WASHINGTON, Sept. 17 /PRNewswire-USNewswire/ -- More than 400 of the nation's most respected health care leaders today issued a joint Open Letter to Congress declaring that the health care system is in crisis and is unsustainable and calling on Congress to act now on meaningful reforms. They state that Congress has a moral and ethical obligation to improve healthcare for all our citizens now.
The Open Letter identifies eight important policy changes that effective health reform legislation must contain, at a minimum. Necessary provisions include expanding coverage, promoting competition in health insurance, assuring affordability, and covering preventive services. The letter also counters distortions about current legislation put forward by "a small but vocal minority" in an effort to scare citizens about health reform.
Open Letter co-signer, noted Princeton economist Uwe Reinhardt, Ph.D., emphasized the need for all Americans to understand that they face serious health care problems even if they are currently insured through their employer. "Many middle class Americans still seem unaware that they are sailing into a perfect storm in health care, or they falsely believe that they can weather that storm on their own," he observed.
"Total spending on health care for a typical privately insured American family now is $16,700.... It will double again by 2019. Wages and salaries, on the other hand, are rising at less than 3 percent per year. A high school student can figure out how long it will take before more and more middle class Americans will be left on their own by their employers in health care in the decade ahead.... The nation's middle class also must ask itself whether it can weather the brewing financial storm on its own, without the benefit of health reform," Dr. Reinhardt added.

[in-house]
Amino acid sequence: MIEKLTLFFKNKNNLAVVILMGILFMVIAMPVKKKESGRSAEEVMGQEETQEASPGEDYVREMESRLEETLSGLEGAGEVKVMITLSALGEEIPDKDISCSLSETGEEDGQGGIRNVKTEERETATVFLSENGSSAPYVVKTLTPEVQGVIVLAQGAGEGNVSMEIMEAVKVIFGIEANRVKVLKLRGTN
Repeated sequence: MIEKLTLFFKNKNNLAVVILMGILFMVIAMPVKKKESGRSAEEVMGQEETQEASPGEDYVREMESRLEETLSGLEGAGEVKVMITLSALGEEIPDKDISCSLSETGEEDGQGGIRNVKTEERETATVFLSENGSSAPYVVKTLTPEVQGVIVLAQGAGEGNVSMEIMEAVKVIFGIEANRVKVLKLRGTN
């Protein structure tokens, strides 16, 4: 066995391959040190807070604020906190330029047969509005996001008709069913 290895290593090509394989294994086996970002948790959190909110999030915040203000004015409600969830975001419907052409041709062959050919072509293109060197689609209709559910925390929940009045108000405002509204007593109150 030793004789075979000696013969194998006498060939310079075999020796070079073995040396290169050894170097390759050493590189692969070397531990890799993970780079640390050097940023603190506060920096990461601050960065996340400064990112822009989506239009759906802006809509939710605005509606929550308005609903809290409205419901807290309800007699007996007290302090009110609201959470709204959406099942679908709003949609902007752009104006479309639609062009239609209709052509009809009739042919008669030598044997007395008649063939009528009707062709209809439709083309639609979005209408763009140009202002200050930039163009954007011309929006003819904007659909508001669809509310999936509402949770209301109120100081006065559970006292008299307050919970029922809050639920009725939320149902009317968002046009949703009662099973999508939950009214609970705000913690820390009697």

The President of the Federation of American Hospitals, Charles N. Kahn III, stressed the importance of quick Congressional action. "I'm gratified to join this eminent list of healthcare experts who recognize the numerous reasons for the Congress to act now on health reform," he remarked. "Americans need to be assured of affordable health care coverage and the kind of quality care that they deserve and should expect. That is why it is time to act."
"We're at a historic moment," commented Dr. Donald Berwick, President and CEO of the Institute for Healthcare Improvement and a longtime leader in improving healthcare quality. "Lower cost, better care, and greater health for our communities are achievable -- all at the same time.... The price of achieving this is change -- the status quo health care system simply cannot get the job done. We need policy-makers -- now -- to create the environment that makes change possible, attractive, and a formula for organizational success."
Health economist Stuart Altman, Ph.D., of Brandeis University, who advised Presidents Nixon and Clinton on health reform, stressed the importance of this moment.
"As an active participant in the ill-fated attempts at national health reform by both the Nixon (1974) and Clinton (1994) administrations, I know how easy it is for Congress to walk away from tough decisions and how devastating such actions can be for millions of Americans. We cannot let this happen again. Ideology on both the left and right must be put aside to solve perhaps the most important social problem facing this country."